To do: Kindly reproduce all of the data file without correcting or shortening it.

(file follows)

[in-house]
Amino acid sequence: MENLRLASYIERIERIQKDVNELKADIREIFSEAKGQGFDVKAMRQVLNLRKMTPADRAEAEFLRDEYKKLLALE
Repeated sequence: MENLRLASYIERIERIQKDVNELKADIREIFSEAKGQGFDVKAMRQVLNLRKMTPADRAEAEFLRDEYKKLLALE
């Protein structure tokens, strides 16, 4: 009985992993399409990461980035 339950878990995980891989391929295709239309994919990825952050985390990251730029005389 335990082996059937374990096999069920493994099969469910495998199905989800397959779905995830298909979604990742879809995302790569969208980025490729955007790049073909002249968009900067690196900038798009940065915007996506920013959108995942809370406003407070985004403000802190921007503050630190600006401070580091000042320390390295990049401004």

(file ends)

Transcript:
[in-house]
Amino acid sequence: MENLRLASYIERIERIQKDVNELKADIREIFSEAKGQGFDVKAMRQVLNLRKMTPADRAEAEFLRDEYKKLLALE
Repeated sequence: MENLRLASYIERIERIQKDVNELKADIREIFSEAKGQGFDVKAMRQVLNLRKMTPADRAEAEFLRDEYKKLLALE
């Protein structure tokens, strides 16, 4: 009985992993399409990461980035 339950878990995980891989391929295709239309994919990825952050985390990251730029005389 335990082996059937374990096999069920493994099969469910495998199905989800397959779905995830298909979604990742879809995302790569969208980025490729955007790049073909002249968009900067690196900038798009940065915007996506920013959108995942809370406003407070985004403000802190921007503050630190600006401070580091000042320390390295990049401004």